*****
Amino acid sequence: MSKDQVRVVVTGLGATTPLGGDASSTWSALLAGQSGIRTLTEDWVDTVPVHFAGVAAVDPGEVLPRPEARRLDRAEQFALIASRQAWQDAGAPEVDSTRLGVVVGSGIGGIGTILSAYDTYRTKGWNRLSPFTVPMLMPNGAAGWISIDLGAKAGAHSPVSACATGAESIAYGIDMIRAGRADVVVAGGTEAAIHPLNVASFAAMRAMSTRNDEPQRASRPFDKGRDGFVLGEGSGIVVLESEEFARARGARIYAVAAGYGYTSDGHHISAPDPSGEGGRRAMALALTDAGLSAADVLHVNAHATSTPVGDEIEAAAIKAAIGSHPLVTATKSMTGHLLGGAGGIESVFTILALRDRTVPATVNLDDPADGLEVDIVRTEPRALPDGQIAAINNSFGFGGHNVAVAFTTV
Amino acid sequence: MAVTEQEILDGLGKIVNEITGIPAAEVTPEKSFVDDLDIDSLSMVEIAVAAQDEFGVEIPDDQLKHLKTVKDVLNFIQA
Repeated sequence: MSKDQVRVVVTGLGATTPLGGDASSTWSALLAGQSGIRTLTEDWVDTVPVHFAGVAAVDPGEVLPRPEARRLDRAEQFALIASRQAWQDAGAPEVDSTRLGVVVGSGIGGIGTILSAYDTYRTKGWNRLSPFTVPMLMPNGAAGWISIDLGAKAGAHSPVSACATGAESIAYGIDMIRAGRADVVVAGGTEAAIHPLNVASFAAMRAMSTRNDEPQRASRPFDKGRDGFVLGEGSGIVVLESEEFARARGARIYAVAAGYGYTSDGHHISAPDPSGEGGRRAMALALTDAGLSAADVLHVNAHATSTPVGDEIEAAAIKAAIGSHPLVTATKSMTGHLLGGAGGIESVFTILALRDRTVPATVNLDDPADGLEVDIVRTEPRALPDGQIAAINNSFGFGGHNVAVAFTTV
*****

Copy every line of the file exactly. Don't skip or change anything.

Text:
Amino acid sequence: MSKDQVRVVVTGLGATTPLGGDASSTWSALLAGQSGIRTLTEDWVDTVPVHFAGVAAVDPGEVLPRPEARRLDRAEQFALIASRQAWQDAGAPEVDSTRLGVVVGSGIGGIGTILSAYDTYRTKGWNRLSPFTVPMLMPNGAAGWISIDLGAKAGAHSPVSACATGAESIAYGIDMIRAGRADVVVAGGTEAAIHPLNVASFAAMRAMSTRNDEPQRASRPFDKGRDGFVLGEGSGIVVLESEEFARARGARIYAVAAGYGYTSDGHHISAPDPSGEGGRRAMALALTDAGLSAADVLHVNAHATSTPVGDEIEAAAIKAAIGSHPLVTATKSMTGHLLGGAGGIESVFTILALRDRTVPATVNLDDPADGLEVDIVRTEPRALPDGQIAAINNSFGFGGHNVAVAFTTV
Amino acid sequence: MAVTEQEILDGLGKIVNEITGIPAAEVTPEKSFVDDLDIDSLSMVEIAVAAQDEFGVEIPDDQLKHLKTVKDVLNFIQA
Repeated sequence: MSKDQVRVVVTGLGATTPLGGDASSTWSALLAGQSGIRTLTEDWVDTVPVHFAGVAAVDPGEVLPRPEARRLDRAEQFALIASRQAWQDAGAPEVDSTRLGVVVGSGIGGIGTILSAYDTYRTKGWNRLSPFTVPMLMPNGAAGWISIDLGAKAGAHSPVSACATGAESIAYGIDMIRAGRADVVVAGGTEAAIHPLNVASFAAMRAMSTRNDEPQRASRPFDKGRDGFVLGEGSGIVVLESEEFARARGARIYAVAAGYGYTSDGHHISAPDPSGEGGRRAMALALTDAGLSAADVLHVNAHATSTPVGDEIEAAAIKAAIGSHPLVTATKSMTGHLLGGAGGIESVFTILALRDRTVPATVNLDDPADGLEVDIVRTEPRALPDGQIAAINNSFGFGGHNVAVAFTTV